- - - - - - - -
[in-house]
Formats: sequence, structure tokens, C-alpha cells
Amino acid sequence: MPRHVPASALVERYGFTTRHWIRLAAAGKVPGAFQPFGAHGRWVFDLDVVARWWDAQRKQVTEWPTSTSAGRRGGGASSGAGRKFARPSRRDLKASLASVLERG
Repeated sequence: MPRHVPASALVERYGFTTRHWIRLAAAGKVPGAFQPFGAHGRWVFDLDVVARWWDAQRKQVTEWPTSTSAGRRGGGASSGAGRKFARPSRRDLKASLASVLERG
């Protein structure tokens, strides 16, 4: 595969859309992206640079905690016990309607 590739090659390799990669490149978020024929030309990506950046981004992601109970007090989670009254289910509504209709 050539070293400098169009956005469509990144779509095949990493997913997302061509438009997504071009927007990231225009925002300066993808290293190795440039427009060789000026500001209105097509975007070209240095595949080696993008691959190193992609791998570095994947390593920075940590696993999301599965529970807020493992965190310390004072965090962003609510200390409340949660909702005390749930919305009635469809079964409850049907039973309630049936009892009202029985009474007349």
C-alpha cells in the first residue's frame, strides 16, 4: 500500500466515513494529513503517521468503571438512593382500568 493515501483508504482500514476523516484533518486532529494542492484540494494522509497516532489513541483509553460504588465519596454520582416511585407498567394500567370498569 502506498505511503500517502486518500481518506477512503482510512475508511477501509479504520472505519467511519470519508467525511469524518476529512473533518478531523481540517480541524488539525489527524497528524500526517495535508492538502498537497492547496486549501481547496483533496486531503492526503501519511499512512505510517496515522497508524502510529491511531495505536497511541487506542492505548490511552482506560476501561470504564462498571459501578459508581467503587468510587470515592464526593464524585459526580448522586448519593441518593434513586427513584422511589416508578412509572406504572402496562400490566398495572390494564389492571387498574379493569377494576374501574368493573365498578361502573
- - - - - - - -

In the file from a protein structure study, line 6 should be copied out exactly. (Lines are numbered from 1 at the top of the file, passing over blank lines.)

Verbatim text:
C-alpha cells in the first residue's frame, strides 16, 4: 500500500466515513494529513503517521468503571438512593382500568 493515501483508504482500514476523516484533518486532529494542492484540494494522509497516532489513541483509553460504588465519596454520582416511585407498567394500567370498569 502506498505511503500517502486518500481518506477512503482510512475508511477501509479504520472505519467511519470519508467525511469524518476529512473533518478531523481540517480541524488539525489527524497528524500526517495535508492538502498537497492547496486549501481547496483533496486531503492526503501519511499512512505510517496515522497508524502510529491511531495505536497511541487506542492505548490511552482506560476501561470504564462498571459501578459508581467503587468510587470515592464526593464524585459526580448522586448519593441518593434513586427513584422511589416508578412509572406504572402496562400490566398495572390494564389492571387498574379493569377494576374501574368493573365498578361502573